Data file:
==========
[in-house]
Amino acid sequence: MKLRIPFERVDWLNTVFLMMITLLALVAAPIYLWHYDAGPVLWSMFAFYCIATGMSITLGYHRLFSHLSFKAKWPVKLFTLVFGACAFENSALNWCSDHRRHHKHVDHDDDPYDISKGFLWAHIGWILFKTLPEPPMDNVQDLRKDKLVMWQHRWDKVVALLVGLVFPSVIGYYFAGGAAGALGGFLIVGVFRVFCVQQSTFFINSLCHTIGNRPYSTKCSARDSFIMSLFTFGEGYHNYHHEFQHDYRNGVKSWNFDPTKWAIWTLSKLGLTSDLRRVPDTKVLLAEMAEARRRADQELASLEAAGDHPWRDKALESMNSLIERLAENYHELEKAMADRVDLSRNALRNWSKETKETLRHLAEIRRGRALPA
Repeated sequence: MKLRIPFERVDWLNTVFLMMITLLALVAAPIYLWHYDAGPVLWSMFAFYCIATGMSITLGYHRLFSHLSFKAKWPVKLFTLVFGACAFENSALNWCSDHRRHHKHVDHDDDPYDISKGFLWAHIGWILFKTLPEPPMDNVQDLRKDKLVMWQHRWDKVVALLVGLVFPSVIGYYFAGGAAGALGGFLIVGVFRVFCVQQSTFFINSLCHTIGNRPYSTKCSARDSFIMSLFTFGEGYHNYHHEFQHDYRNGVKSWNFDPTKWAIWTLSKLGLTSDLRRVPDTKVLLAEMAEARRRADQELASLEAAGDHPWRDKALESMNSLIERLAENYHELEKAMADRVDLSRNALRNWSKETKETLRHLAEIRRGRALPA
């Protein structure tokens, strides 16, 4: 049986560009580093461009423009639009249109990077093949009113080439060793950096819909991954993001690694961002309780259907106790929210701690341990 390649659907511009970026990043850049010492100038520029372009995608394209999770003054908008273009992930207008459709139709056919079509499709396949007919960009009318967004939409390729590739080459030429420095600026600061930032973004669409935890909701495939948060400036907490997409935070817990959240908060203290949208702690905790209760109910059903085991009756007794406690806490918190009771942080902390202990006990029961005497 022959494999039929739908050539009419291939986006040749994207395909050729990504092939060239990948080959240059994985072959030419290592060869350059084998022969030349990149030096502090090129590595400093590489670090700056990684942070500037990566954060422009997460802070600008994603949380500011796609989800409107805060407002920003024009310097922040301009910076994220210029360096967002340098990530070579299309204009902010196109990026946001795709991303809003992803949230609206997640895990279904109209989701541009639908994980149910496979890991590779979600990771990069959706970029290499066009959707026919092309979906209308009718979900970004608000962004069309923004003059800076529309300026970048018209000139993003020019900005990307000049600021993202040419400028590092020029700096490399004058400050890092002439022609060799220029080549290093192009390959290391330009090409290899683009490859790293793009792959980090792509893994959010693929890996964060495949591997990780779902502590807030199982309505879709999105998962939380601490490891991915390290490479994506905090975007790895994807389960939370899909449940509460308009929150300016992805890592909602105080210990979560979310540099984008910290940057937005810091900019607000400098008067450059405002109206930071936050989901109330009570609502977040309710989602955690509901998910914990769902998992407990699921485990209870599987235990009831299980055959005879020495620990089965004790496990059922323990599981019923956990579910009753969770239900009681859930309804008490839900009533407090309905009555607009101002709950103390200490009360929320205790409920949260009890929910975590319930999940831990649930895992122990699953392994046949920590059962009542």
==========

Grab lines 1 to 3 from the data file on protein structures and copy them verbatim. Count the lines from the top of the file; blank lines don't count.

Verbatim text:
[in-house]
Amino acid sequence: MKLRIPFERVDWLNTVFLMMITLLALVAAPIYLWHYDAGPVLWSMFAFYCIATGMSITLGYHRLFSHLSFKAKWPVKLFTLVFGACAFENSALNWCSDHRRHHKHVDHDDDPYDISKGFLWAHIGWILFKTLPEPPMDNVQDLRKDKLVMWQHRWDKVVALLVGLVFPSVIGYYFAGGAAGALGGFLIVGVFRVFCVQQSTFFINSLCHTIGNRPYSTKCSARDSFIMSLFTFGEGYHNYHHEFQHDYRNGVKSWNFDPTKWAIWTLSKLGLTSDLRRVPDTKVLLAEMAEARRRADQELASLEAAGDHPWRDKALESMNSLIERLAENYHELEKAMADRVDLSRNALRNWSKETKETLRHLAEIRRGRALPA
Repeated sequence: MKLRIPFERVDWLNTVFLMMITLLALVAAPIYLWHYDAGPVLWSMFAFYCIATGMSITLGYHRLFSHLSFKAKWPVKLFTLVFGACAFENSALNWCSDHRRHHKHVDHDDDPYDISKGFLWAHIGWILFKTLPEPPMDNVQDLRKDKLVMWQHRWDKVVALLVGLVFPSVIGYYFAGGAAGALGGFLIVGVFRVFCVQQSTFFINSLCHTIGNRPYSTKCSARDSFIMSLFTFGEGYHNYHHEFQHDYRNGVKSWNFDPTKWAIWTLSKLGLTSDLRRVPDTKVLLAEMAEARRRADQELASLEAAGDHPWRDKALESMNSLIERLAENYHELEKAMADRVDLSRNALRNWSKETKETLRHLAEIRRGRALPA